Decoding Drain Design
Plumbing pipes and fittings in modern bathrooms are predominantly made from some type of plastic material along with supply lines made of copper, but it was not always so. If your home was made before 1950, you more than likely have cast-iron drainpipes with galvanized steel water supply pipe lines that sometimes even included branch drain lines too.
The only problem with this material was that even though galvanized pipe is extremely strong, its shelf life was only about fifty years due to the fact that the joints frequently rusted and leaked and the build-up of minerals in the pipes reduced water flow and occasionally even clogged the channel.
An alternative to galvanized steel pipe is cast iron piping. Though used chiefly for drain lines and vents, many trades people favour it over plastic pipes because it is heavy and strong.
This has the effect of reducing the sound of water running through the pipes, whereas plastic tubing has an inclination of augmenting the rushing water sound. The other proof using cast iron is that it lasts a lifetime, some cast iron pipes have been known to last over a hundred years.
Copper piping is a little more expensive than plastic pipes and is ideal for water supply lines because it resists rusting and lasts a very long time. Copper lines come in three different thicknesses M, L, and K. M is used in residential plumbing while L and K has outdoor applications.
You can even get flexible copper tubing to get around those tight spots. Just be sure not to kink the line, or you will have to replace it.
Connecting Your Water Lines
For those unfamiliar with plumbing terminology, a fitting is any type of joint that joins pipes together whether it is at a turn (called an elbow) or a coupling of one or more pipes. Tee’s and Y’s are used when the pipe connects or branches off to more than one other pipe.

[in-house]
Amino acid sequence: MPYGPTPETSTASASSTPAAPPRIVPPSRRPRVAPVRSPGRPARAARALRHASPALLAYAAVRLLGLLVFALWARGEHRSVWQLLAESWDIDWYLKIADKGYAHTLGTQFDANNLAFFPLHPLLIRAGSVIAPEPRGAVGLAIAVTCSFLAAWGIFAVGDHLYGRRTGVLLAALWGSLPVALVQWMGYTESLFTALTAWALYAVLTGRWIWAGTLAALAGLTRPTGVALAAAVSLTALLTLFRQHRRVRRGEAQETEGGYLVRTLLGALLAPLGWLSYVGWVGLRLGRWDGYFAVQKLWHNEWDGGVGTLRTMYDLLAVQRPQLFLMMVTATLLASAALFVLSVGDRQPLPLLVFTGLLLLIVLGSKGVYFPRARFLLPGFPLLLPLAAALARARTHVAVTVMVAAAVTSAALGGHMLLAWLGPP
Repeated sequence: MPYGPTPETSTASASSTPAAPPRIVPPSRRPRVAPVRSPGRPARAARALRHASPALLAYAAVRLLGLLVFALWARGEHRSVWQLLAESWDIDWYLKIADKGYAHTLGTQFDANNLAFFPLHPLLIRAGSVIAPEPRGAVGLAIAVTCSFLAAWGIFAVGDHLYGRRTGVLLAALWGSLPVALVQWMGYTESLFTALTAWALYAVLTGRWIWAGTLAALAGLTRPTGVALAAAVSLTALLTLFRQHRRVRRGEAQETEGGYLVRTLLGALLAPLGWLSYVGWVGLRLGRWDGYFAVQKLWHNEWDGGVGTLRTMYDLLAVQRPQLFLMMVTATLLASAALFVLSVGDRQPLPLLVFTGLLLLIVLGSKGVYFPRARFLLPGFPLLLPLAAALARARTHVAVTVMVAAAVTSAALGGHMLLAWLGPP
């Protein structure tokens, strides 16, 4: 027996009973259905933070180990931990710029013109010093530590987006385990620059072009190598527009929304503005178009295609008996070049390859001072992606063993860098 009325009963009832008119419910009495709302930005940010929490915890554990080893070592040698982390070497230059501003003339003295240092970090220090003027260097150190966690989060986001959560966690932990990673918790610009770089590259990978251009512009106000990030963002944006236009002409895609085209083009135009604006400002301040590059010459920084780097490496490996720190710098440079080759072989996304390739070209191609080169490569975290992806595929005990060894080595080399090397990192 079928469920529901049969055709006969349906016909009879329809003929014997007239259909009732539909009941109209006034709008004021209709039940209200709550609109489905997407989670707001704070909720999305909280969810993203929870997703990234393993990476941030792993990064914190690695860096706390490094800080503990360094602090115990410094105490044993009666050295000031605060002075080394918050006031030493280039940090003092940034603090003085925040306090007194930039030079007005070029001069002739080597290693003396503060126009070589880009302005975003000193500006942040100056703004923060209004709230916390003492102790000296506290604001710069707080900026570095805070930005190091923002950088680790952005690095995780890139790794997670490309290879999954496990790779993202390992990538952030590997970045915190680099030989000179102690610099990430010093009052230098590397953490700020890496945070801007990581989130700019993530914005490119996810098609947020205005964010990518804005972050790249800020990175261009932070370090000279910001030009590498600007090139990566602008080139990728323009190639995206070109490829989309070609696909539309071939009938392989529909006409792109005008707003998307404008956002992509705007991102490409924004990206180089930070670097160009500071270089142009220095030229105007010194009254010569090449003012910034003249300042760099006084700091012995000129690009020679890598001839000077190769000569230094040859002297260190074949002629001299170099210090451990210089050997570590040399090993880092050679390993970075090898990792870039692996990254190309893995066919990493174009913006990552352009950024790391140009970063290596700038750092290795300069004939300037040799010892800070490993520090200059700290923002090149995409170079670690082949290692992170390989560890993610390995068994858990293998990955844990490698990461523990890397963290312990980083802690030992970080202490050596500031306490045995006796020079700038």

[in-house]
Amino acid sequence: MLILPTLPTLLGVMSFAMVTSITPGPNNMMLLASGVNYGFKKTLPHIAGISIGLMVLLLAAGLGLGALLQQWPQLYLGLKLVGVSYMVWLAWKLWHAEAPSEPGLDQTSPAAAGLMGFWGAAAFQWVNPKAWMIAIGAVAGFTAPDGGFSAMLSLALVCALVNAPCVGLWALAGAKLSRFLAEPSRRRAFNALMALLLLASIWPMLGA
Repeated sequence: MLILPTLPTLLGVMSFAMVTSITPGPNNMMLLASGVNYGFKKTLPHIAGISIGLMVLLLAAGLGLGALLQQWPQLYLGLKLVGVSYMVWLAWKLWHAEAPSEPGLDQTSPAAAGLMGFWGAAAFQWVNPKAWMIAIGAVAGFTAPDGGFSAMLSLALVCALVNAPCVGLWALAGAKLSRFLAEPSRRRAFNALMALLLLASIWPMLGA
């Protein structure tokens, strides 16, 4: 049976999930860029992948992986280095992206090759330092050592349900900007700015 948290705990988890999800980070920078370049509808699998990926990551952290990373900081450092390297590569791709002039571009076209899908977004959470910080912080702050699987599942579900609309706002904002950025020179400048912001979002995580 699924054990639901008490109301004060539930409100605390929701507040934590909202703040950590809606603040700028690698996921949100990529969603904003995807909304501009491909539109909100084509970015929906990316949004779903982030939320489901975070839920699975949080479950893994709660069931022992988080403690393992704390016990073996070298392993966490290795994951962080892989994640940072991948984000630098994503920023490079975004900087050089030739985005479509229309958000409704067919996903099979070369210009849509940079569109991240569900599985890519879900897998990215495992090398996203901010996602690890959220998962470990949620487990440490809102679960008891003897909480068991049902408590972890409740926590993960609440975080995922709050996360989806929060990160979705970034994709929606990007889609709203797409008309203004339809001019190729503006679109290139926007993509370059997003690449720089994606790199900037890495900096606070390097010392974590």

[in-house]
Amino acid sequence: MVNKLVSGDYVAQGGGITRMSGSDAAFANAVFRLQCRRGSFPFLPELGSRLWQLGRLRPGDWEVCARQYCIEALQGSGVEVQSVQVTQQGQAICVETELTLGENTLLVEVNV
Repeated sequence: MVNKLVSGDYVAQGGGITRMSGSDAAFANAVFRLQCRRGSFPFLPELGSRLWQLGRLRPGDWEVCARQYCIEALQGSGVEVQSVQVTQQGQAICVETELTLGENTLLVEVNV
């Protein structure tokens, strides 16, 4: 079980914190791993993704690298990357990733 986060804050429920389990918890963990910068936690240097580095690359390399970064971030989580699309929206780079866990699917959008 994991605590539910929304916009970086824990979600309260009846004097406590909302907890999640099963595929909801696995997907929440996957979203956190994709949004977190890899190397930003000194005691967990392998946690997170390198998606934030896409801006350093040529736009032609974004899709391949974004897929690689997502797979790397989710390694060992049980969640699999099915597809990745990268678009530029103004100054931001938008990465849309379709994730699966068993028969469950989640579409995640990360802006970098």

Plastic pipe is by far the choice of modern professional plumbers for many reasons. Plastic pipe is light weight, easy to cut and work with and is economical as well. Joints are simply glued together, so you don’t need any welding equipment or expertise.
There are, for the most part, four different types of plastic tubing used by installers in residential plumbing: ABS, PVC, CPVC and PE. Black ABS (acrylonitrile butadiene styrene) was one of the early versions of plastic used in residential homes, but it soon grew out of favour because it had a limited shelf life.
The most common and substantially better material is PVC (which stands for: polyvinyl chloride) drain pipes. As we all know, modern plastic is strong and practically lasts forever, which makes it ideal for drain pipes.
Especially when you consider it is almost entirely resistant to most chemicals. The only drawback to using PVC is extreme heat. Try not to use PVC for hot water supply lines because the heat causes the material to shrink over time which could potentially weaken the joints.
CPVC, on the other hand, is resistant to heat and can be used for both hot and cold supply lines in your bathroom.
With advances in technology, plumbers now have a new flexible and heat resistant material called PEX (cross linked polyethylene) which has many applications in the plumbing industry due to its flexibility, versatility and strength.
While you may never have to install a new fixture yourself, it’s always a good idea to know what is behind your bathroom walls. Who knows, one day you may actually get the urge to do some plumbing; at least now you will know what your options are for plumbing materials and plumbing design